One of the issues involved in the debate over Klinean Republication is WCF 7.1. Discussing the issue, however, is often unproductive because there is some confusion over what the real debate is about. Hopefully the following will help clarify things.
First, here is a summary of 7.1 provided by Sam Renihan:
Many Kline proponents seem to be focused on the question of when and how the covenant of works was communicated to man, arguing that it was communicated to man at the same time as the moral law – both were written on man’s heart at creation. Now, that is obviously related to Kline’s idea of covenantal creation, but it’s not actually the real focus. The real focus is the question of a logical distinction between created man and man in covenant, and thus the question of merit. Kline notes “It is not the case, as some theological reconstructions would have it, that the covenant was superimposed on a temporally or logically prior noncovenantal human state.” (KP 17, emphasis added)
The question is if the law itself is a covenant of works, or if the law was given as a covenant of works. Can the two be distinguished, or are they identical?
In Kline’s response to Fuller “Covenant Theology Under Attack” he responds to Fuller’s emphasis on pre-fall grace in order to create a continuum between pre and post-fall covenant. Kline’s response is the wrong one. His response is to reject WCF 7.1 altogether, rather than pointing out that Fuller’s teaching was contrary to it.
The statement of Jesus appealed to (Luke 17:10) does indeed indicate that we can never do something extra beyond our covenantal obligations, as a sort of favor for which God should be grateful. But this does not mean that human works of obedience are of no merit
Note, Luke 17:10 is the prooftext in WCF 7.1. The confession appeals to it to show that “human works of obedience are of no merit.” Kline rejects this interpretation.
At this juncture, advocates of the Fuller approach adduce a second argument to justify their use of the term grace rather than works for the preFall covenant. They say that even if it be granted that Adam’s obedience would have earned something, the reward to be bestowed so far exceeded the value of his act of service that we cannot speak here of simple justice. We must speak of “grace.”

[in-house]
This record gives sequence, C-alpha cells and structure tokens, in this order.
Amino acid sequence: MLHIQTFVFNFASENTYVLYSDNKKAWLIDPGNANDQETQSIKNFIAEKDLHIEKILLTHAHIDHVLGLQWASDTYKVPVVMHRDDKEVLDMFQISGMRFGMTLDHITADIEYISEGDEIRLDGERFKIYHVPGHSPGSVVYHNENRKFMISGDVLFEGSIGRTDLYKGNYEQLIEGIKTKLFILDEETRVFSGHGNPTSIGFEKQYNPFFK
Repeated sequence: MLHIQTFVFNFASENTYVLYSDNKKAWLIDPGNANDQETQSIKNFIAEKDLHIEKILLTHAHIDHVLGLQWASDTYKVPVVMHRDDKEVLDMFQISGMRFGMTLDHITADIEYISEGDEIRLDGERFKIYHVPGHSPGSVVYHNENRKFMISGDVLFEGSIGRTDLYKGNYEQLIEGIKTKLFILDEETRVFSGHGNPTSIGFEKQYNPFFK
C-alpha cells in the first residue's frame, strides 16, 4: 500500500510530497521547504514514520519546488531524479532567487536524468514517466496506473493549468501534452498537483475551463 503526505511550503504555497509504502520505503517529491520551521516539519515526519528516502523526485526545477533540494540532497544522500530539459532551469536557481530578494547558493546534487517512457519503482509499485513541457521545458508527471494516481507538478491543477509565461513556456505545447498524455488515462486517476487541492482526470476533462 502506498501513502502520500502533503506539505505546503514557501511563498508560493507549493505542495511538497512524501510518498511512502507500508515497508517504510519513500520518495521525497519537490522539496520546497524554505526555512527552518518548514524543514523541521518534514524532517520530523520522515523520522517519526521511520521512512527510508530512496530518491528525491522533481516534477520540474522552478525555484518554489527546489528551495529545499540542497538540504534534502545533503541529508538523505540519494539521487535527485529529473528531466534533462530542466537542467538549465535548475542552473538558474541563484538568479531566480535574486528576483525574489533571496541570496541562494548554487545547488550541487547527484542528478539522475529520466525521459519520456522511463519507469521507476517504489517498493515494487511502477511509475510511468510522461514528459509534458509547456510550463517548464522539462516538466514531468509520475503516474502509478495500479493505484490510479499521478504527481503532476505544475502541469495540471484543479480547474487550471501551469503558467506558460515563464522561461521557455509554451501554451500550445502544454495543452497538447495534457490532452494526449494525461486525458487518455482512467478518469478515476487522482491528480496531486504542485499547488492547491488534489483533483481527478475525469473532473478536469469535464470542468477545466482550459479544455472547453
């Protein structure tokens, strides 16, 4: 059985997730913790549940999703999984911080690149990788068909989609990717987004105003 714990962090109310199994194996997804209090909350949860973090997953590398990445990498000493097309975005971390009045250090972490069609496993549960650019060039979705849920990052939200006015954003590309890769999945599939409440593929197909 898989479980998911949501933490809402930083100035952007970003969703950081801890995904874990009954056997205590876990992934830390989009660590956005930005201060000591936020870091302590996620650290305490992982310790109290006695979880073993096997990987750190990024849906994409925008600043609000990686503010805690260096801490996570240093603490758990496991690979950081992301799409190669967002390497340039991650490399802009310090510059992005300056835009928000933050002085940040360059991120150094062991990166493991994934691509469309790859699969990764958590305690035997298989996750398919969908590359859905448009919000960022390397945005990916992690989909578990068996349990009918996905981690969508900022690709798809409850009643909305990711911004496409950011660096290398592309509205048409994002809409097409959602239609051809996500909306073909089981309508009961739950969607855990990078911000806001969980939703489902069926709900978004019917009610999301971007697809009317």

We have already criticized the duplicity of using the term grace in the covenant with Adam in a sense totally different from the meaning it has in the gospel. Now we will focus on the denial of the simple justice of the preFall arrangement. For one thing, the alleged disparity in value between Adam’s obedience and God’s blessing is debatable. It could be argued that insofar as man’s faithful act of obedience glorifies God and gives pleasure to God, it is of infinite value. But the point we really want to make is that the presence or absence of justice is not determined by quantitative comparison of the value of the act of obedience and the consequent reward. All such considerations are irrelevant.
Kline is clear in his rejection of the concept of merit taught in WCF 7.1. Instead of justice according to a condescended covenant reward, Kline argues for “simple justice.” Any consideration of the inability for creatures to merit from their Creator is “irrelevant.”
Joseph Pipa noted in a recent lecture that Kline was very open with him about his rejection of 7.1. I heard that from someone else recently too, but I can’t recall who now. Lee Irons wrote a paper called “Redefining Merit.” The paper was written with Kline’s help and input, and at his prodding. Here is how Irons elaborates on these statements from Kline:
If we grant the fundamental correctness and validity of Kline’s concerns, what would such a systematic overhaul of the concepts of merit and justice look like in broad outline?… Kline clearly rejects the voluntarist position that all merit is based upon God’s free and gracious condescension to make himself a debtor to man’s finite works…
Kline searches for an entirely new definition of merit: “God’s justice must be defined and judged in terms of what he stipulates in his covenants.” The covenant is the revelation of God’s justice…
We need to be airlifted out of the medieval battlefield, leaving the embattled medieval schools to the fate of their own mutually-assured destruction. Our desired deliverance is to be found in Kline’s redefinition of the very notion of merit. At times one may think that he agrees with the voluntarist position that all merit is defined by the covenant. But his understanding of that covenant is different. It is not a voluntary condescension of divine grace but a revelation of divine justice. Upon hearing this, one may then jump to the conclusion that Kline is an intellectualist, looking for an abstract definition of justice not based on God’s will as revealed in covenant. But this too turns out to be a false lead, for Kline rejects any ontological definition of merit that looks for a proportionality of intrinsic value between the deed and the reward. Again, merit is defined by God’s covenantal revelation. Divine justice cannot be deduced by ontological or metaphysical valuations, but can only be discerned through the spectacles of the covenant…